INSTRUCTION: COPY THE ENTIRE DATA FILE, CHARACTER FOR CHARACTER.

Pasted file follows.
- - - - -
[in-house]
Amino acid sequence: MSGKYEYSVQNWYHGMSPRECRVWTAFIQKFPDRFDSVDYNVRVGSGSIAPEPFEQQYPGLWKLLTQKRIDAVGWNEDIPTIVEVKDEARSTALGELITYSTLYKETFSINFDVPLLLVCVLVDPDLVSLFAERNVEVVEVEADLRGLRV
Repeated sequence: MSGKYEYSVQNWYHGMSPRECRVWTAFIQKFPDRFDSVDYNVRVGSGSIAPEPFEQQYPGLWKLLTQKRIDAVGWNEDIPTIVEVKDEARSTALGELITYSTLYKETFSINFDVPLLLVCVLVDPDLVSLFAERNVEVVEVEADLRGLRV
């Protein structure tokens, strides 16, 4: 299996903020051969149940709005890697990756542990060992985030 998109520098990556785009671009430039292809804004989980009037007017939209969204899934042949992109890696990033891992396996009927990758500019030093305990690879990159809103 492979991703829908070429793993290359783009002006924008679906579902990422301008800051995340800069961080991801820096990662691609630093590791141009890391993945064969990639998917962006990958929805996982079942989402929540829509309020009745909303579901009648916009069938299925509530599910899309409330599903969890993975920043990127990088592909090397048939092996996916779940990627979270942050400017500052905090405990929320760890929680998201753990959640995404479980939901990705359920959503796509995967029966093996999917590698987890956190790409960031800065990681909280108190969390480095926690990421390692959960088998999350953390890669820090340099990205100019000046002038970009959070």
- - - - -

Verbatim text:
[in-house]
Amino acid sequence: MSGKYEYSVQNWYHGMSPRECRVWTAFIQKFPDRFDSVDYNVRVGSGSIAPEPFEQQYPGLWKLLTQKRIDAVGWNEDIPTIVEVKDEARSTALGELITYSTLYKETFSINFDVPLLLVCVLVDPDLVSLFAERNVEVVEVEADLRGLRV
Repeated sequence: MSGKYEYSVQNWYHGMSPRECRVWTAFIQKFPDRFDSVDYNVRVGSGSIAPEPFEQQYPGLWKLLTQKRIDAVGWNEDIPTIVEVKDEARSTALGELITYSTLYKETFSINFDVPLLLVCVLVDPDLVSLFAERNVEVVEVEADLRGLRV
């Protein structure tokens, strides 16, 4: 299996903020051969149940709005890697990756542990060992985030 998109520098990556785009671009430039292809804004989980009037007017939209969204899934042949992109890696990033891992396996009927990758500019030093305990690879990159809103 492979991703829908070429793993290359783009002006924008679906579902990422301008800051995340800069961080991801820096990662691609630093590791141009890391993945064969990639998917962006990958929805996982079942989402929540829509309020009745909303579901009648916009069938299925509530599910899309409330599903969890993975920043990127990088592909090397048939092996996916779940990627979270942050400017500052905090405990929320760890929680998201753990959640995404479980939901990705359920959503796509995967029966093996999917590698987890956190790409960031800065990681909280108190969390480095926690990421390692959960088998999350953390890669820090340099990205100019000046002038970009959070």